“Baseball started not only before the Internet and cable TV, not only before broadcast TV, but before radio,” says DuPuy. “There were 16 markets and they made all of their money locally. They made it on local ticket sales; they made money on local sponsorships and eventually local broadcast rights?unlike some of the other leagues that sprung up and grew as national broadcast media became more prevalent. We have an ingrained history of local rights. That was a very sensitive issue.”
In January 2000, DuPuy presented the plan at the owners’ meeting in Phoenix, with help from consultancies McKinsey & Co. and Morgan Stanley Dean Witter & Co. They outlined a strategy for the Web, then talked about another looming issue: the lack of competitive balance in the league. It was well-known that during the 1990s, baseball had settled into a league of haves and have-nots. The haves had the highest-paid players and the World Series titles, and the have-nots had low payrolls and mounting losses?games, fans, cash, you name it.
“The commissioner [Selig, who was also the owner of the small-market Milwaukee Brewers from 1970 to 1998] was bound and determined to restore more competitive balance,” DuPuy says. “No one knew where the Internet was going to take us, but for once we were poised to take advantage of this opportunity for ourselves. No one said, ’Gee, this is a bad idea.’”
In fact, the owners decided that it was not a bad idea. In an unprecedented show of cooperation, the owners voted 30-0 in favor of the plan for completely revamping the league’s Web properties. In doing so, they cast a yea for competitive balance as teams would equally share in all of MLBAM’s net profits. It was a nifty double play for DuPuy.
Doing the Work
By February 2000, the MLBAM roster was taking shape. DuPuy himself was chairman. The Web consultancy Scient won the bid to design the sites and develop the Web publishing system, and McKinsey & Co. helped put together MLBAM’s business staff. Meanwhile, DuPuy went looking for a president and CEO?someone who could turn MLBAM into a winner. In November 2000, he hired 46-year-old Bob Bowman, former president of ITT and ex-CEO of dotcom Cyberian Outpost, which sold home computers and office technology and was recently acquired by PC Connection. Bowman didn’t have a lot of time to get comfortable?MLB.com was scheduled to launch on Jan. 31 and gradually ramp up its editorial content, advertising and sponsorships, technology partnerships, and staff as spring training approached in mid-February.
The mission of MLB.com was clear: To become the most comprehensive baseball resource on the Web for fans and create a viable source of revenue for the league’s owners. The keystone of the site was its database of statistics, which was designed to spoon-feed every possible crumb of baseball minutiae. Virtually all game statistics were synced with MLB.com’s real-time game-scoring graphics so that fans could watch games that they could not attend or see on TV. By midseason, the database was tied to a searchable, indexed archive of video clips of every game?for example, a search of Barry Bonds’s home runs against left-handed pitchers during May afternoon games at Pacific Bell Park would return a clip of a May 27 two-run dinger off the Colorado Rockies’ Denny Neagle in the bottom of the first inning, which came on a 3-1 pitch. Bowman planned to complement the stats with in-depth coverage of baseball news, feature stories and columns written by professional baseball writers, as well as fantasy games and other gimmicky odds and ends.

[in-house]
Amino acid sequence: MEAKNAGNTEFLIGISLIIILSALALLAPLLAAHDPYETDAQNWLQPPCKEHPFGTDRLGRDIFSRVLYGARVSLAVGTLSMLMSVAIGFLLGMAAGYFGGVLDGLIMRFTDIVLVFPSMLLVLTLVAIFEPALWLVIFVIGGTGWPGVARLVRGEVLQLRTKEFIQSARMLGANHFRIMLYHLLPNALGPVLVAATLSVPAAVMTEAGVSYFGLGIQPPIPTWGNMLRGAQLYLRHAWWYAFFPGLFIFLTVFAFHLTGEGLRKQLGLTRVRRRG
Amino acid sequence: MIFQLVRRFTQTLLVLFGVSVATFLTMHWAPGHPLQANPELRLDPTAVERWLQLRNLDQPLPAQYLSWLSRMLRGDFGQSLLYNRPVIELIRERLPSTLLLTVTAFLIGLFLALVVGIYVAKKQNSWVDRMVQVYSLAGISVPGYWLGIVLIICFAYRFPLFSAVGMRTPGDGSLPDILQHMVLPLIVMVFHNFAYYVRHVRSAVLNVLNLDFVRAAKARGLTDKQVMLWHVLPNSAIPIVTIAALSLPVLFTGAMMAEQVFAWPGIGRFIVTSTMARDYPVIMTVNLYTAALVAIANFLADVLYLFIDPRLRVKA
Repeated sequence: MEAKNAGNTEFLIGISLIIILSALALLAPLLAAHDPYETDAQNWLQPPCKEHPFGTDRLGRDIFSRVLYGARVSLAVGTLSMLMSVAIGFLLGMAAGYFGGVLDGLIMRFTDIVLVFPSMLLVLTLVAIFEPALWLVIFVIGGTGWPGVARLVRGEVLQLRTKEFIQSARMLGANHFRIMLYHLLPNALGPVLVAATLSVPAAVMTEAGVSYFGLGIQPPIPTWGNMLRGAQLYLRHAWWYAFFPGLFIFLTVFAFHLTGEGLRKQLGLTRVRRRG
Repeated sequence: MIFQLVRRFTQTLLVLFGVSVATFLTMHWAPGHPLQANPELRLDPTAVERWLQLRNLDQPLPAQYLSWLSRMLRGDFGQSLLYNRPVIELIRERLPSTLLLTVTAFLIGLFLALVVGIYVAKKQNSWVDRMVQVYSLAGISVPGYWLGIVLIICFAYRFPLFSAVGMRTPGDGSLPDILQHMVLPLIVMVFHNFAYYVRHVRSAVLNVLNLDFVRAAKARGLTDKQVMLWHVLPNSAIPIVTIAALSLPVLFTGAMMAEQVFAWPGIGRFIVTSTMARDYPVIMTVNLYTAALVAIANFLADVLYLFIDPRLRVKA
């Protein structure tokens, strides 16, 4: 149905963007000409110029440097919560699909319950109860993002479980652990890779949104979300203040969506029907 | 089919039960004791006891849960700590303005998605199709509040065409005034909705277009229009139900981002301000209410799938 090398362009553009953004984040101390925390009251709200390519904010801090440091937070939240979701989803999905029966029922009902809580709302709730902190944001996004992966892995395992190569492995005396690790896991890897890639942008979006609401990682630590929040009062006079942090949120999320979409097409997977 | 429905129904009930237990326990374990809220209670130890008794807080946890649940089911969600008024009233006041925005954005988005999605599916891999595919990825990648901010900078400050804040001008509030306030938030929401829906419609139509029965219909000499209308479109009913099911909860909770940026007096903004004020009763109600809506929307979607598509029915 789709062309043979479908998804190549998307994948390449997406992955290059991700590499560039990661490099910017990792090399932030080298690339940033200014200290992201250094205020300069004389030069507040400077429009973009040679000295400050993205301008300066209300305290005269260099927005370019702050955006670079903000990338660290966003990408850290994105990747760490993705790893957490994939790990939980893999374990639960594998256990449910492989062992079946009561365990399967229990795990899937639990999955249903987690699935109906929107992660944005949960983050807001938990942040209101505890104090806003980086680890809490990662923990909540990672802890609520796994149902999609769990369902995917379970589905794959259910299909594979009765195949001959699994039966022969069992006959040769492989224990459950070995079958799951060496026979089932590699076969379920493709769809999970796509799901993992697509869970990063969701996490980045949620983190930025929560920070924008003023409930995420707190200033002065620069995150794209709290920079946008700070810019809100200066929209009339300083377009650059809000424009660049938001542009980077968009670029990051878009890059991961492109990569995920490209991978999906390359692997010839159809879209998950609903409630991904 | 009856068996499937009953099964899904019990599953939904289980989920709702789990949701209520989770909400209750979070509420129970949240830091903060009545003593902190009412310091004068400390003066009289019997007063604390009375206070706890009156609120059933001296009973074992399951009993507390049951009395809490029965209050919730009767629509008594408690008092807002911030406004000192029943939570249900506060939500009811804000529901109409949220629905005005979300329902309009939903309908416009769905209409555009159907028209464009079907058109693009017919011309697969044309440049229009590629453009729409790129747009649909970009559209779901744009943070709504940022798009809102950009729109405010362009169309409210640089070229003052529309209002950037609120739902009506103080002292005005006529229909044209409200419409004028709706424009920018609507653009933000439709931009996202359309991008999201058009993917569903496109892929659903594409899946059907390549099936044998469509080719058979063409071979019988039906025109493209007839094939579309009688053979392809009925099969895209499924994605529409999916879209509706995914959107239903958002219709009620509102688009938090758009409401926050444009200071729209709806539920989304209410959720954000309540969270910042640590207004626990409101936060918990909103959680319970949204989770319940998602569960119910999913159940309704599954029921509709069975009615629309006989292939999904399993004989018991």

For the owners, Bowman promised three sources of revenue: e-commerce (online ticket and merchandise sales and auctions), subscriptions for exclusive content (for example, audio and video), and sponsorships and advertising.
By opening day, Bowman had 175 people working for him, 71 of whom worked offsite with individual clubs. Every team’s site was up and running, and as expected, there were some grumblings from fans of last year’s independent sites. Bowman had known that MLBAM’s use of a common template for every team would rub many fans the wrong way, but he believed that the gains?a high standard of quality for each site?outweighed the losses. Not everyone agreed. (See “Lost in the Translation,” this page.)
“The navigation and design feels very much like the Internet circa 1997,” says Patrick Keane, a Jupiter Media Metrix senior analyst who studies sports media and online advertising. “I can appreciate the need for a network model and a place to accumulate all of that content, but I think it becomes very sterile when all of the sites have the exact same look and feel.”
Critics of the one-size-fits-all strategy had warned that it might anger fans, which is one reason the National Hockey League lets its teams manage their websites locally?as baseball used to do?with more editorial and design freedom.
“Under our guidelines, team websites can be distinct in terms of look, feel and coverage. It gives you the opportunity to go out and do some unique things,” says Rich Libero, vice president of editorial and production for NHL.com. “But if you’re not doing it the baseball way, you run into consistency problems from site to site. One-third of your sites may be really good, another third is OK, and there’s a third that isn’t putting out the effort that it needs to put out.”